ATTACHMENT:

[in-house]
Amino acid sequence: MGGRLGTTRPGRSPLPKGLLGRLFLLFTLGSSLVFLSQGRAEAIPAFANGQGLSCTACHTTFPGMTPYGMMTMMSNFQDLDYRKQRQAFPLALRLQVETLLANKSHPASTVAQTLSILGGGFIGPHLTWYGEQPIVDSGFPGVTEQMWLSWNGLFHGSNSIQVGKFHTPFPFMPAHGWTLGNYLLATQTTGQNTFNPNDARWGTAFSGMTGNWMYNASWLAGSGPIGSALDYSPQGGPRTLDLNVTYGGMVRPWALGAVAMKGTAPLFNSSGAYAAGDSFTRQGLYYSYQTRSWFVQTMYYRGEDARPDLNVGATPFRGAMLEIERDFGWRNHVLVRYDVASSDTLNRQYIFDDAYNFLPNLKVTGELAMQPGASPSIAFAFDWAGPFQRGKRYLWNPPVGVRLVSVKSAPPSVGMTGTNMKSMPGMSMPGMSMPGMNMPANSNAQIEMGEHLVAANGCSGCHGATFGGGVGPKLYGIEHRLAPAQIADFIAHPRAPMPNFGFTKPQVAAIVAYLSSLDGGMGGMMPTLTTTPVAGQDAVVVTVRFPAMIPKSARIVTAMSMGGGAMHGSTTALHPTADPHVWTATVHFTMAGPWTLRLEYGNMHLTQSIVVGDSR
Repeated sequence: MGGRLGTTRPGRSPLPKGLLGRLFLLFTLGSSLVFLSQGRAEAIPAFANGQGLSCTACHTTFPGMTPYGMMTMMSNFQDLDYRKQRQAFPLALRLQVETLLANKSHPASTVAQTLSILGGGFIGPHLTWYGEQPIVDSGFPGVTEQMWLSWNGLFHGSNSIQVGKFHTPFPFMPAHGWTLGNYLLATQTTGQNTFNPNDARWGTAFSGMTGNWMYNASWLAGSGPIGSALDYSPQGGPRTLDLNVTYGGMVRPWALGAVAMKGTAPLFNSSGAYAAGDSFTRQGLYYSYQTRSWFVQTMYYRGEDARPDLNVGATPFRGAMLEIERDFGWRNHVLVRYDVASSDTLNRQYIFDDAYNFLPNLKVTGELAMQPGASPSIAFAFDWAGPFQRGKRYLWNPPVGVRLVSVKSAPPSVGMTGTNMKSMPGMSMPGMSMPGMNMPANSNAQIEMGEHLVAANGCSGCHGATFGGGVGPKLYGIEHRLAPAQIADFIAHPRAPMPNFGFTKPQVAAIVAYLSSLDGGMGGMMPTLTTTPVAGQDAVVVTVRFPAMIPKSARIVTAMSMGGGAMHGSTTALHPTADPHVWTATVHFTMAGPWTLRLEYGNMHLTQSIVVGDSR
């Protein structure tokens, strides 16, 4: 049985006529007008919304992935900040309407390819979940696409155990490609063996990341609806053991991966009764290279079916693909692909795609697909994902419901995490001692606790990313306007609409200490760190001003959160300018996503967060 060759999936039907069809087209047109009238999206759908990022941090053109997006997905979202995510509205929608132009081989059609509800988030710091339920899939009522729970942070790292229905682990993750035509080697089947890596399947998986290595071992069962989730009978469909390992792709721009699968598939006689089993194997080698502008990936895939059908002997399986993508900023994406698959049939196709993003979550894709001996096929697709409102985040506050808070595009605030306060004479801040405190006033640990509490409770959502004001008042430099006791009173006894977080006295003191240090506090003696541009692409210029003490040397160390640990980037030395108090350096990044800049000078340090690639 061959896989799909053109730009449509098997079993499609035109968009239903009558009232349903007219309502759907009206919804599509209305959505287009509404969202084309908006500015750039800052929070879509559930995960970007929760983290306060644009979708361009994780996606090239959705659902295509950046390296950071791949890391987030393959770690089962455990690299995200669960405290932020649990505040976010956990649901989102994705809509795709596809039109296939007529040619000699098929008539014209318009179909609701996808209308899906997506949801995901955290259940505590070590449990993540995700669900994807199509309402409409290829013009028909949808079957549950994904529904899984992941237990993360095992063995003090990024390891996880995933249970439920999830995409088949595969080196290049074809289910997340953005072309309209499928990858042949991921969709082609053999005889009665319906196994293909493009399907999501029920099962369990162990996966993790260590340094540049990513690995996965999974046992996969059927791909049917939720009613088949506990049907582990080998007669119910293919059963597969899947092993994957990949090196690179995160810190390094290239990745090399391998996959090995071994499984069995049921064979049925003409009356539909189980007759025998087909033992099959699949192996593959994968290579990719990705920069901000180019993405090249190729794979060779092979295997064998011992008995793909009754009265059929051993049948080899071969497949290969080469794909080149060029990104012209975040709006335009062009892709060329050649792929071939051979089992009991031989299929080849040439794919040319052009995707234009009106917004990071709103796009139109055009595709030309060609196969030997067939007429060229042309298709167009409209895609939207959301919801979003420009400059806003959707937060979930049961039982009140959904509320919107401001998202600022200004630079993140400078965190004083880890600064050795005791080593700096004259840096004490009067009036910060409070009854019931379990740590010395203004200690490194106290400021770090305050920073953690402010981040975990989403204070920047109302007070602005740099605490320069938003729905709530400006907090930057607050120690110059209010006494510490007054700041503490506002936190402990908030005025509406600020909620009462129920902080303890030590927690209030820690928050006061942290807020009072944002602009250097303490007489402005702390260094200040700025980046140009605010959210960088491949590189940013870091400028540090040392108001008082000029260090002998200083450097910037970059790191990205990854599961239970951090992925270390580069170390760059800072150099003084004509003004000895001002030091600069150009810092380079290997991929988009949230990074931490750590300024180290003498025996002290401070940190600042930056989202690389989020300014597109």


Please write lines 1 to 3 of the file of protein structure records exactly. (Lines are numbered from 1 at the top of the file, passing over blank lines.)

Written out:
[in-house]
Amino acid sequence: MGGRLGTTRPGRSPLPKGLLGRLFLLFTLGSSLVFLSQGRAEAIPAFANGQGLSCTACHTTFPGMTPYGMMTMMSNFQDLDYRKQRQAFPLALRLQVETLLANKSHPASTVAQTLSILGGGFIGPHLTWYGEQPIVDSGFPGVTEQMWLSWNGLFHGSNSIQVGKFHTPFPFMPAHGWTLGNYLLATQTTGQNTFNPNDARWGTAFSGMTGNWMYNASWLAGSGPIGSALDYSPQGGPRTLDLNVTYGGMVRPWALGAVAMKGTAPLFNSSGAYAAGDSFTRQGLYYSYQTRSWFVQTMYYRGEDARPDLNVGATPFRGAMLEIERDFGWRNHVLVRYDVASSDTLNRQYIFDDAYNFLPNLKVTGELAMQPGASPSIAFAFDWAGPFQRGKRYLWNPPVGVRLVSVKSAPPSVGMTGTNMKSMPGMSMPGMSMPGMNMPANSNAQIEMGEHLVAANGCSGCHGATFGGGVGPKLYGIEHRLAPAQIADFIAHPRAPMPNFGFTKPQVAAIVAYLSSLDGGMGGMMPTLTTTPVAGQDAVVVTVRFPAMIPKSARIVTAMSMGGGAMHGSTTALHPTADPHVWTATVHFTMAGPWTLRLEYGNMHLTQSIVVGDSR
Repeated sequence: MGGRLGTTRPGRSPLPKGLLGRLFLLFTLGSSLVFLSQGRAEAIPAFANGQGLSCTACHTTFPGMTPYGMMTMMSNFQDLDYRKQRQAFPLALRLQVETLLANKSHPASTVAQTLSILGGGFIGPHLTWYGEQPIVDSGFPGVTEQMWLSWNGLFHGSNSIQVGKFHTPFPFMPAHGWTLGNYLLATQTTGQNTFNPNDARWGTAFSGMTGNWMYNASWLAGSGPIGSALDYSPQGGPRTLDLNVTYGGMVRPWALGAVAMKGTAPLFNSSGAYAAGDSFTRQGLYYSYQTRSWFVQTMYYRGEDARPDLNVGATPFRGAMLEIERDFGWRNHVLVRYDVASSDTLNRQYIFDDAYNFLPNLKVTGELAMQPGASPSIAFAFDWAGPFQRGKRYLWNPPVGVRLVSVKSAPPSVGMTGTNMKSMPGMSMPGMSMPGMNMPANSNAQIEMGEHLVAANGCSGCHGATFGGGVGPKLYGIEHRLAPAQIADFIAHPRAPMPNFGFTKPQVAAIVAYLSSLDGGMGGMMPTLTTTPVAGQDAVVVTVRFPAMIPKSARIVTAMSMGGGAMHGSTTALHPTADPHVWTATVHFTMAGPWTLRLEYGNMHLTQSIVVGDSR